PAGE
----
Becoming a Guide Runner
Anyone can support a visually impaired person by guiding them whilst running. There are various guidance documents and resources available to support people to act as guide runners:
- Click here to download Running and Sprinting with Guides document (PDF 240kB)
- Click here for a video on off track guide running
England Athletics have a specific Guide Runner Licencing scheme supported by British Blind Sport so we can support visually impaired runners to identify and contact guide runners who have relevant training and welfare checks through our national online database called Find a Guide (see below).
To become a licenced guide you need to:
1) Attend a Sight Loss Awareness and Guide Running workshop (see below)
2) Undertake a DBS check
Click here to download a Guide Runner Licensing FAQ sheet (PDF 340kB)
Sight Loss and Guide Running Workshop
The England Athletics Sight Loss Awareness and Guide Running Workshop has been developed in conjunction with British Blind Sport and provides runners, leaders, coaches and volunteers with information and experience about supporting visually impaired people to run. The workshop covers a number of areas including types of visual impairment (VI), behaviour and terminology and how to make running sessions VI friendly. The two hour workshop also includes a practical element where attendees get the chance to experience guiding and being guided by each other.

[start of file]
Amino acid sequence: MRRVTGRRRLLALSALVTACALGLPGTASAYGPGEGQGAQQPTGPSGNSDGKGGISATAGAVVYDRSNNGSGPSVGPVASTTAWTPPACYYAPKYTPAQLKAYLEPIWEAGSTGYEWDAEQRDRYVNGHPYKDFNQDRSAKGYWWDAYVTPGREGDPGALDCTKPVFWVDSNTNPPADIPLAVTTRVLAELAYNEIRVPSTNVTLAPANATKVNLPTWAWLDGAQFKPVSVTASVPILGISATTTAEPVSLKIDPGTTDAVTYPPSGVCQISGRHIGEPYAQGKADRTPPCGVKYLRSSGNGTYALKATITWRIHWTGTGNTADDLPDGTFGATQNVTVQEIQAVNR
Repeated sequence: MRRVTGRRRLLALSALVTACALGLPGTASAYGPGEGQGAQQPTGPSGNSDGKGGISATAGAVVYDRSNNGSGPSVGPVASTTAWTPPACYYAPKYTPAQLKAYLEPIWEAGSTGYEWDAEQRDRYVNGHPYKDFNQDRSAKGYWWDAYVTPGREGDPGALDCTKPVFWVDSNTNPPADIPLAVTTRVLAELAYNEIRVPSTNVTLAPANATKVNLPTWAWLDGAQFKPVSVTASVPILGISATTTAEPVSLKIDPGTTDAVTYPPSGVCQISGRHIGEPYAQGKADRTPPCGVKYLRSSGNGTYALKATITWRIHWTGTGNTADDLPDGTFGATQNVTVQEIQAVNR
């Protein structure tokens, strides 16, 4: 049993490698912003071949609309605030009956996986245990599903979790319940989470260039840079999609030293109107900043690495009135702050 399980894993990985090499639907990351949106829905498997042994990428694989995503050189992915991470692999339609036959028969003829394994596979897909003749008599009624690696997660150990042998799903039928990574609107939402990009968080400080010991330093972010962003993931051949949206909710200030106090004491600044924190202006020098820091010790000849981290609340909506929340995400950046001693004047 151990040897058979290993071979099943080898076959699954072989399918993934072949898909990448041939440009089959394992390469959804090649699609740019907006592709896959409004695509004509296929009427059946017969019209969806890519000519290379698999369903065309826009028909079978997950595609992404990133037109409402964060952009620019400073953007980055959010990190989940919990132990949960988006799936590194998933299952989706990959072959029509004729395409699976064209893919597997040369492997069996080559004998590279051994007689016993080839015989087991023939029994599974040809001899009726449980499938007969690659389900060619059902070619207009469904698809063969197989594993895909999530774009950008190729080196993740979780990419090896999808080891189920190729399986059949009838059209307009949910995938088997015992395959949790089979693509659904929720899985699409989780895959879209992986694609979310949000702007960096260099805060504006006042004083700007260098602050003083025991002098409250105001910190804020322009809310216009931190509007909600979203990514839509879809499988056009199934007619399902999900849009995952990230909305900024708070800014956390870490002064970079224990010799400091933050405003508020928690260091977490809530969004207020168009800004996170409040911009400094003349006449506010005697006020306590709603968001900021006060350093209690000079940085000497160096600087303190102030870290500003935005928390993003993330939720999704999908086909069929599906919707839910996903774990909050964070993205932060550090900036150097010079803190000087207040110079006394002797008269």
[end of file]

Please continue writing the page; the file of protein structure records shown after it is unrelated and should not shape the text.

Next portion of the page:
We will be delivering 15 Sight Loss Awareness and Guide Running workshops in 2018.
If you would like to book on a workshop, click here to visit uLearn where they are all listed.
Finding a Guide Runner
You can find a guide runner in your area by searching the national Find a Guide Database at www.findaguide.co.uk.
The Find a Guide database only shows licenced guide runners.
More about British Blind Sport
British Blind Sport (BBS) is a registered charity and the leading voice in sport for the blind and partially sighted in the UK. BBS believe in the many benefits that sport can offer people with a visual impairment, including improved health and mobility, broadening horizons, making new friends, and becoming more independent.
BBS encourage blind and partially sighted children and adults to participate in sport at all levels, from ‘grassroots’ to Paralympic representation. In addition BBS provide help and support to the many professionals working with people with a visual impairment, particularly within leisure and recreation, sports development, education and social services.
Find out more about British Blind Sport at www.britishblindsport.org.uk